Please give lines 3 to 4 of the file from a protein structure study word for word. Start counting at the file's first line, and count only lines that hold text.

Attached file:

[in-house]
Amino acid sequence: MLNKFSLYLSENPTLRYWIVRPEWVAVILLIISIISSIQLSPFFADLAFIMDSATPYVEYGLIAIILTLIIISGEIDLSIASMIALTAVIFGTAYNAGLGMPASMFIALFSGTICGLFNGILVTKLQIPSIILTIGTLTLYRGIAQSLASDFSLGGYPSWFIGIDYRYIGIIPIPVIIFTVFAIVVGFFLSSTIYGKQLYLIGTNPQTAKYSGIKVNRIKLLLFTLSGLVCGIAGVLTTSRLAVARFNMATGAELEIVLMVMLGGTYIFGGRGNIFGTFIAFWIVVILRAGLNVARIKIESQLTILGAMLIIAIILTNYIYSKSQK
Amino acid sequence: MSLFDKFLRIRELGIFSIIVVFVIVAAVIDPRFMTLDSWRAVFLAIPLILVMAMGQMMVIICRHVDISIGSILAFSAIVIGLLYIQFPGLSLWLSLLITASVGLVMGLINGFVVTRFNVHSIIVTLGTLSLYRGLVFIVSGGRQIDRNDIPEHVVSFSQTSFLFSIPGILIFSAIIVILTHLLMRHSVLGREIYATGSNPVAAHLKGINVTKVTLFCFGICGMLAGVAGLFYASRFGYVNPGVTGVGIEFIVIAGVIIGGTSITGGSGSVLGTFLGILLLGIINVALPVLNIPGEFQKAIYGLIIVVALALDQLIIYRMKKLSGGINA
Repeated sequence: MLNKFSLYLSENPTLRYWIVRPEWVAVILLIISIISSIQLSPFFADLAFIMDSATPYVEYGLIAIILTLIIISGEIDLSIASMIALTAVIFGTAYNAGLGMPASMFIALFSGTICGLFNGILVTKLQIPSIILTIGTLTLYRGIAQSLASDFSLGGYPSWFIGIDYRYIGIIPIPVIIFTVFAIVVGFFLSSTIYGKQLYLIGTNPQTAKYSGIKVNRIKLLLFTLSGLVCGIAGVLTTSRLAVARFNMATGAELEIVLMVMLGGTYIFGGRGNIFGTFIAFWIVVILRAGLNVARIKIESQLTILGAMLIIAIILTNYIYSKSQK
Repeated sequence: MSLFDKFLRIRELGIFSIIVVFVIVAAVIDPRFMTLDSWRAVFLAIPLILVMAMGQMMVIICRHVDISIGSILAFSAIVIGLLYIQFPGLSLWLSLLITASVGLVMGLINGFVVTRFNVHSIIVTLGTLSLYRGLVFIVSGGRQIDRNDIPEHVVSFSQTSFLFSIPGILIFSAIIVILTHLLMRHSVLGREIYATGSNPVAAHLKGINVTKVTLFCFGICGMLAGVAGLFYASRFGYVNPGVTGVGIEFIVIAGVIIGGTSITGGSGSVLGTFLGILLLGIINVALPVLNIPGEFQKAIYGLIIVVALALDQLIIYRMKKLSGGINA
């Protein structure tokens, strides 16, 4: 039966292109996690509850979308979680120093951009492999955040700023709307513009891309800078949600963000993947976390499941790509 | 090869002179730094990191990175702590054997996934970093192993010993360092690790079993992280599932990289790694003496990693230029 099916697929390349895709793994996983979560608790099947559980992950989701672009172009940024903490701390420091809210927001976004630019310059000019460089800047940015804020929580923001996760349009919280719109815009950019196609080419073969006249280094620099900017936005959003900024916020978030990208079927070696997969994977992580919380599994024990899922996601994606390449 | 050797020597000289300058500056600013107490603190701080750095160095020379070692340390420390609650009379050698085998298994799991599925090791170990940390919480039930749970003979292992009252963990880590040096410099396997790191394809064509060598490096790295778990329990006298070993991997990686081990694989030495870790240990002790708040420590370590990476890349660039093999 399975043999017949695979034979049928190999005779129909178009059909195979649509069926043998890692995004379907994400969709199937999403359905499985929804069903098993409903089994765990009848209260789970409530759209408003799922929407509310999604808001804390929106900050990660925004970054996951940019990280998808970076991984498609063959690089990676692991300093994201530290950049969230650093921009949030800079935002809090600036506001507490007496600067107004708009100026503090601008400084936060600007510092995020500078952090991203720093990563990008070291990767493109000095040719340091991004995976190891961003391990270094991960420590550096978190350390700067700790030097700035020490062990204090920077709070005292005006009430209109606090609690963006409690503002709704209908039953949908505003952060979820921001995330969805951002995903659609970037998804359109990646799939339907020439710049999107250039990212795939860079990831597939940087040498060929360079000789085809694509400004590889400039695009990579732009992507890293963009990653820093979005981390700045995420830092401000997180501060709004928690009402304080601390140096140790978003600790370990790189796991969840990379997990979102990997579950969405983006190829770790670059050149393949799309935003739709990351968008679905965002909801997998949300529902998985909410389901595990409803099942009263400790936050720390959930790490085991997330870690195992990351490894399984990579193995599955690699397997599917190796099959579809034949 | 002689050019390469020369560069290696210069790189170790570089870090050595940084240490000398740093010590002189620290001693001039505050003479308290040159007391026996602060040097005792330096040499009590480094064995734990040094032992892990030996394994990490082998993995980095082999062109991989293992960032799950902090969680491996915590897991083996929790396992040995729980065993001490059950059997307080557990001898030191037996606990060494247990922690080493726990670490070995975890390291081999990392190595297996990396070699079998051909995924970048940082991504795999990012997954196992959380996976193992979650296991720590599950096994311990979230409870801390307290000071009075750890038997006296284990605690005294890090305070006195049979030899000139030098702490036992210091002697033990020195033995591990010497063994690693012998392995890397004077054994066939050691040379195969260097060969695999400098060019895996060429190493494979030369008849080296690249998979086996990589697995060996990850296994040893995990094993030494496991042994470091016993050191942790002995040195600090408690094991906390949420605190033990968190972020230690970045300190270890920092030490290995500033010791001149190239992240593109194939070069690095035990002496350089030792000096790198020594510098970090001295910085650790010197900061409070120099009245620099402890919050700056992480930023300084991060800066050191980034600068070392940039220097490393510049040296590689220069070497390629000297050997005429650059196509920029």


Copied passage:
Amino acid sequence: MSLFDKFLRIRELGIFSIIVVFVIVAAVIDPRFMTLDSWRAVFLAIPLILVMAMGQMMVIICRHVDISIGSILAFSAIVIGLLYIQFPGLSLWLSLLITASVGLVMGLINGFVVTRFNVHSIIVTLGTLSLYRGLVFIVSGGRQIDRNDIPEHVVSFSQTSFLFSIPGILIFSAIIVILTHLLMRHSVLGREIYATGSNPVAAHLKGINVTKVTLFCFGICGMLAGVAGLFYASRFGYVNPGVTGVGIEFIVIAGVIIGGTSITGGSGSVLGTFLGILLLGIINVALPVLNIPGEFQKAIYGLIIVVALALDQLIIYRMKKLSGGINA
Repeated sequence: MLNKFSLYLSENPTLRYWIVRPEWVAVILLIISIISSIQLSPFFADLAFIMDSATPYVEYGLIAIILTLIIISGEIDLSIASMIALTAVIFGTAYNAGLGMPASMFIALFSGTICGLFNGILVTKLQIPSIILTIGTLTLYRGIAQSLASDFSLGGYPSWFIGIDYRYIGIIPIPVIIFTVFAIVVGFFLSSTIYGKQLYLIGTNPQTAKYSGIKVNRIKLLLFTLSGLVCGIAGVLTTSRLAVARFNMATGAELEIVLMVMLGGTYIFGGRGNIFGTFIAFWIVVILRAGLNVARIKIESQLTILGAMLIIAIILTNYIYSKSQK